Turner Classic Movies is celebrating actor Sidney Poitier’s life and career by presenting his movies on Feb. 19 and 20.
Feb. 20 would have been Mr. Poitier’s 95th birthday. His work in Hollywood began with his first major film, “No Way Out,” in 1950, and Mr. Poitier was the first black man to win the Oscar for best actor in 1964 with “Lilies of the Field.”
His long career included directing nine films, and he was also the ambassador from the Bahamas to Japan. (Mr. Poitier was born in Miami, but was a Bahamian who grew up in the nation.)
Mr. Poitier was granted a knighthood by Queen Elizabeth II in 1974, received the Kennedy Center Honor in 1995 and was awarded the Presidential Medal of Freedom in 2009 by President Barack Obama.
Here’s the TCM schedule for Feb. 19 and 20, with movie descriptions provided by the network and a few extra details from the News-Press.
This schedule will appear again in the News-Press, closer to the screenings.
The times are from TCM. Movies might screen three hours earlier, depending on whether you get an East Coast or West Coast feed. To be certain, check the programming guide on your TV.
8 p.m. “In the Heat of the Night” (1967): A black police detective from the North forces a bigoted Southern sheriff to accept his help with a murder investigation. Mr., Poitier plays Detective Virgil Tibbs, and Rod Steiger portrays Sheriff Gillespie.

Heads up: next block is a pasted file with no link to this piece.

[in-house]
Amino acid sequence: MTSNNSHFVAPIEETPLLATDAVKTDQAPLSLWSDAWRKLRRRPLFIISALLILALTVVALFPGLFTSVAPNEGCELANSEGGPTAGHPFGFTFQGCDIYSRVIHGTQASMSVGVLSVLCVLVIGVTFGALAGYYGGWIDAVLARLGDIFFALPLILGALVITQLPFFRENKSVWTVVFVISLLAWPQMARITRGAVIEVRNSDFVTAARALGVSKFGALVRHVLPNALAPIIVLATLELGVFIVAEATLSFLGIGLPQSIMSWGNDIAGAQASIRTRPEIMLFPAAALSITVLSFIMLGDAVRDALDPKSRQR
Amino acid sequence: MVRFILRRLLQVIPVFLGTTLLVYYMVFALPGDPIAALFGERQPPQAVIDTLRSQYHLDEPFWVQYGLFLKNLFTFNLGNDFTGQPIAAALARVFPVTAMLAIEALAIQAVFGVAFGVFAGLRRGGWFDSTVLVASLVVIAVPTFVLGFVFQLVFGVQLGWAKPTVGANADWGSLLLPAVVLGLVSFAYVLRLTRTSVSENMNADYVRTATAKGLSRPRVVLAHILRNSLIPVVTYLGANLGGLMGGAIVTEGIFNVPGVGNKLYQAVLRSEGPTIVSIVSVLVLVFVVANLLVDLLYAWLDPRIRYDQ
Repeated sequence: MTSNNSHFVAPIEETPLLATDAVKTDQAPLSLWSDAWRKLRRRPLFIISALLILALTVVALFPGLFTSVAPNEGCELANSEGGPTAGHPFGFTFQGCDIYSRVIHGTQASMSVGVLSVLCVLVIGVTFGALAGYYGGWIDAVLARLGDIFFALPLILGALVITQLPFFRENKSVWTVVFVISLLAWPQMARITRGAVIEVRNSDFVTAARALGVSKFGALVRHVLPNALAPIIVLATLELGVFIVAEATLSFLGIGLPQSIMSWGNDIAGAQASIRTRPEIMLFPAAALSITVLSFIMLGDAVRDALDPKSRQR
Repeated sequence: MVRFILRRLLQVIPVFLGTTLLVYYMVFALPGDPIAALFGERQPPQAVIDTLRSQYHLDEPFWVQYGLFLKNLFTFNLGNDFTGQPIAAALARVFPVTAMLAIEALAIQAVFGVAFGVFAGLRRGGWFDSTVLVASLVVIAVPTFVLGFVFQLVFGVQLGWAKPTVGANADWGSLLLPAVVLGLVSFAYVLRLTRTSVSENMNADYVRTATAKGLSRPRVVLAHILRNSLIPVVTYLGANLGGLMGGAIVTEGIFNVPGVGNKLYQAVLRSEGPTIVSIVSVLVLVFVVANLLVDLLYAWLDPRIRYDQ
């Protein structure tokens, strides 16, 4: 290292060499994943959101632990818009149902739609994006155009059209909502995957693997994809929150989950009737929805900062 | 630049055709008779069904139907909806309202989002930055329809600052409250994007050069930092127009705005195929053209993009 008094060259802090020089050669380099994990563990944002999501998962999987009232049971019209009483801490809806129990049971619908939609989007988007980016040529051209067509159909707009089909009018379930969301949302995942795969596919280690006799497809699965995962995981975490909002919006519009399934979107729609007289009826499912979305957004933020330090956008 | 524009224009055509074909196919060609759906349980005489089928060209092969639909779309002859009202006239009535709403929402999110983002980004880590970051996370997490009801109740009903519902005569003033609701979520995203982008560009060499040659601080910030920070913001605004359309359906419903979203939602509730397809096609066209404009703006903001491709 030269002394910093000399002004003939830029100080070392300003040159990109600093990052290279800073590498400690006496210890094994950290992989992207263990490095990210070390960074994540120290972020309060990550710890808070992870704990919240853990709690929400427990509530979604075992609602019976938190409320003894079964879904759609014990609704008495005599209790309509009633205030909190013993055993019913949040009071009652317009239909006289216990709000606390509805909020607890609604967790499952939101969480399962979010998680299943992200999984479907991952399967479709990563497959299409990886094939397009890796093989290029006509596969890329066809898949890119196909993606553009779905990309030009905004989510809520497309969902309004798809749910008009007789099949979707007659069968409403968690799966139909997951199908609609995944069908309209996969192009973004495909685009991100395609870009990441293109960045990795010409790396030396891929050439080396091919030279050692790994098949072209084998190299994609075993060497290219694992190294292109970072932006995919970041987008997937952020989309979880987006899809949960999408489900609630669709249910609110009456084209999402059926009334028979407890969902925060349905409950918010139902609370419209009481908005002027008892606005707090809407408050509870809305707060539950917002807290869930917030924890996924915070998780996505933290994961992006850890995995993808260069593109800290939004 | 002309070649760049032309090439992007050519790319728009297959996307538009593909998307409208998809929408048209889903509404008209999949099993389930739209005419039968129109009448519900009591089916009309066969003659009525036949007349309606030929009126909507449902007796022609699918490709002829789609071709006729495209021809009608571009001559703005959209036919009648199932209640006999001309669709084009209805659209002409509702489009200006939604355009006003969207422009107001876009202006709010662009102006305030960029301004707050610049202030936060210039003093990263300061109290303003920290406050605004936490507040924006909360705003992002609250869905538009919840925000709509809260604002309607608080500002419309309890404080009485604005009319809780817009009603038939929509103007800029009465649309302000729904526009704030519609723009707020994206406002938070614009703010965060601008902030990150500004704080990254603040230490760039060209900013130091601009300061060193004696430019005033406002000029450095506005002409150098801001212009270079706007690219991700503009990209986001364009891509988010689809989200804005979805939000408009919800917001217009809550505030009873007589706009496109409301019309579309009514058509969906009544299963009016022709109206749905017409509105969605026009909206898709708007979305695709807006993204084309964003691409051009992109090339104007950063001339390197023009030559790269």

10 p.m. “The Defiant Ones” (1958): Two convicts, a white racist and an angry black man, escape while chained to each other. Mr. Poitier stars with Tony Curtis.
Midnight. “A Warm December” (1972): A doctor visiting London falls for a mysterious woman.
2 a.m. “Cry, the Beloved Country” (1952): A South African minister travels to Johannesburg to find his missing son.
4 a.m. “Something of Value” (1957): Childhood friends end up on opposite sides of a bloody African uprising.
6:15 a.m. “Good-bye, My Lady” (1956): A stray dog brings together a young boy and an old man in the Georgia swamps.
8:15 a.m. “Edge of the City” (1957): An army deserter and a black dock worker join forces against a corrupt union official.
10 a.m. “No Way Out” (1950): A racist gangster forces a black doctor to tend to his injuries.
12 p.m. “Blackboard Jungle” (1955): Idealistic teacher Richard Dadler (Glenn Ford) confronts the realities of juvenile delinquency. Mr. Poitier plays Gregory W. Miller, and the late Santa Barbara resident Anne Francis portrays Richard’s wife, Anne.
2 p.m. “To Sir, With Love” (1967): A substitute teacher changes the lives of the slum children in his class.
4 p.m. “Lilies of the Field” (1963): An itinerant handyman in the Southwest gets a new outlook on life when he helps a group of German nuns build a chapel. Mr. Poitier’s performance in this movie led him to win the Oscar for best actor.
6 p.m. “A Patch of Blue” (1965): A blind white girl falls in love with a black man.